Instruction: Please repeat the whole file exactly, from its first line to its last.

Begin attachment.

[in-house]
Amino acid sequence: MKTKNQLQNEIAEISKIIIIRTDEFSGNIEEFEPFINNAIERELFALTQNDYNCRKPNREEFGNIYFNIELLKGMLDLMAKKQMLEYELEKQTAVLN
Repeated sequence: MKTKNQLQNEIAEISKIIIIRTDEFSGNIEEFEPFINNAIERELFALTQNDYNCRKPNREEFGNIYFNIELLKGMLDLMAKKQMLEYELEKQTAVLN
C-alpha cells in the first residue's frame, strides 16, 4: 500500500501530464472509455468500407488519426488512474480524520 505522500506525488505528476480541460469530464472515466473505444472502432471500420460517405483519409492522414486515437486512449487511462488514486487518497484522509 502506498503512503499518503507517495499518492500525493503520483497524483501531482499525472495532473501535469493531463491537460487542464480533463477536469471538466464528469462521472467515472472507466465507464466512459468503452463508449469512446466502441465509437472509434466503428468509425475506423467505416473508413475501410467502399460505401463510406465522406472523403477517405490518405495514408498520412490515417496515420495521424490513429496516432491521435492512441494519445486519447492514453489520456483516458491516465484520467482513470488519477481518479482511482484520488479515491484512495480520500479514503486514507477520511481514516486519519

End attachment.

[in-house]
Amino acid sequence: MKTKNQLQNEIAEISKIIIIRTDEFSGNIEEFEPFINNAIERELFALTQNDYNCRKPNREEFGNIYFNIELLKGMLDLMAKKQMLEYELEKQTAVLN
Repeated sequence: MKTKNQLQNEIAEISKIIIIRTDEFSGNIEEFEPFINNAIERELFALTQNDYNCRKPNREEFGNIYFNIELLKGMLDLMAKKQMLEYELEKQTAVLN
C-alpha cells in the first residue's frame, strides 16, 4: 500500500501530464472509455468500407488519426488512474480524520 505522500506525488505528476480541460469530464472515466473505444472502432471500420460517405483519409492522414486515437486512449487511462488514486487518497484522509 502506498503512503499518503507517495499518492500525493503520483497524483501531482499525472495532473501535469493531463491537460487542464480533463477536469471538466464528469462521472467515472472507466465507464466512459468503452463508449469512446466502441465509437472509434466503428468509425475506423467505416473508413475501410467502399460505401463510406465522406472523403477517405490518405495514408498520412490515417496515420495521424490513429496516432491521435492512441494519445486519447492514453489520456483516458491516465484520467482513470488519477481518479482511482484520488479515491484512495480520500479514503486514507477520511481514516486519519